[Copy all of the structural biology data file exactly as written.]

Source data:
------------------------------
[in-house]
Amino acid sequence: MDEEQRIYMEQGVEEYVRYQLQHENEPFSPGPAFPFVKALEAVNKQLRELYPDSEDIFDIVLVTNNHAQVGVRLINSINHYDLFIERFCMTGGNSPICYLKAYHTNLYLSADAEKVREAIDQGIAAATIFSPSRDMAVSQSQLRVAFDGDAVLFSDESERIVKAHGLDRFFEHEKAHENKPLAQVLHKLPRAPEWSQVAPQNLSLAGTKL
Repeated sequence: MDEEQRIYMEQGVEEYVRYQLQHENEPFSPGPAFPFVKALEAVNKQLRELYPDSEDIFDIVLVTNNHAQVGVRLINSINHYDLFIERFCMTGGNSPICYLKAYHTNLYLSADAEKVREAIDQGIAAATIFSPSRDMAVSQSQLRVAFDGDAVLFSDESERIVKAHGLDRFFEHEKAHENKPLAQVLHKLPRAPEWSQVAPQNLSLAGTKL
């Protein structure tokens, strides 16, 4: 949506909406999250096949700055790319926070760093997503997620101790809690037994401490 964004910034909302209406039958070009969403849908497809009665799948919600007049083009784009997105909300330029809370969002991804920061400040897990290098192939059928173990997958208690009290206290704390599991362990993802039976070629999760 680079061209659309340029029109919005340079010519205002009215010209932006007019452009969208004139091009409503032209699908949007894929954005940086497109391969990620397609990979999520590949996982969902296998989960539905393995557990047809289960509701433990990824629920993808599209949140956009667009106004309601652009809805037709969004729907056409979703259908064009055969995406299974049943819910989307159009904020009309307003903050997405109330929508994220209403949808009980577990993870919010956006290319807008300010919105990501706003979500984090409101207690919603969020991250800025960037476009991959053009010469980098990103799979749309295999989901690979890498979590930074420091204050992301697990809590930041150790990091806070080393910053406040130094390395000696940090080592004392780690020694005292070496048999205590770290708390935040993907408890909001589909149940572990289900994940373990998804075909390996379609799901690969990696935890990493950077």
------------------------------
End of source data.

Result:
[in-house]
Amino acid sequence: MDEEQRIYMEQGVEEYVRYQLQHENEPFSPGPAFPFVKALEAVNKQLRELYPDSEDIFDIVLVTNNHAQVGVRLINSINHYDLFIERFCMTGGNSPICYLKAYHTNLYLSADAEKVREAIDQGIAAATIFSPSRDMAVSQSQLRVAFDGDAVLFSDESERIVKAHGLDRFFEHEKAHENKPLAQVLHKLPRAPEWSQVAPQNLSLAGTKL
Repeated sequence: MDEEQRIYMEQGVEEYVRYQLQHENEPFSPGPAFPFVKALEAVNKQLRELYPDSEDIFDIVLVTNNHAQVGVRLINSINHYDLFIERFCMTGGNSPICYLKAYHTNLYLSADAEKVREAIDQGIAAATIFSPSRDMAVSQSQLRVAFDGDAVLFSDESERIVKAHGLDRFFEHEKAHENKPLAQVLHKLPRAPEWSQVAPQNLSLAGTKL
């Protein structure tokens, strides 16, 4: 949506909406999250096949700055790319926070760093997503997620101790809690037994401490 964004910034909302209406039958070009969403849908497809009665799948919600007049083009784009997105909300330029809370969002991804920061400040897990290098192939059928173990997958208690009290206290704390599991362990993802039976070629999760 680079061209659309340029029109919005340079010519205002009215010209932006007019452009969208004139091009409503032209699908949007894929954005940086497109391969990620397609990979999520590949996982969902296998989960539905393995557990047809289960509701433990990824629920993808599209949140956009667009106004309601652009809805037709969004729907056409979703259908064009055969995406299974049943819910989307159009904020009309307003903050997405109330929508994220209403949808009980577990993870919010956006290319807008300010919105990501706003979500984090409101207690919603969020991250800025960037476009991959053009010469980098990103799979749309295999989901690979890498979590930074420091204050992301697990809590930041150790990091806070080393910053406040130094390395000696940090080592004392780690020694005292070496048999205590770290708390935040993907408890909001589909149940572990289900994940373990998804075909390996379609799901690969990696935890990493950077």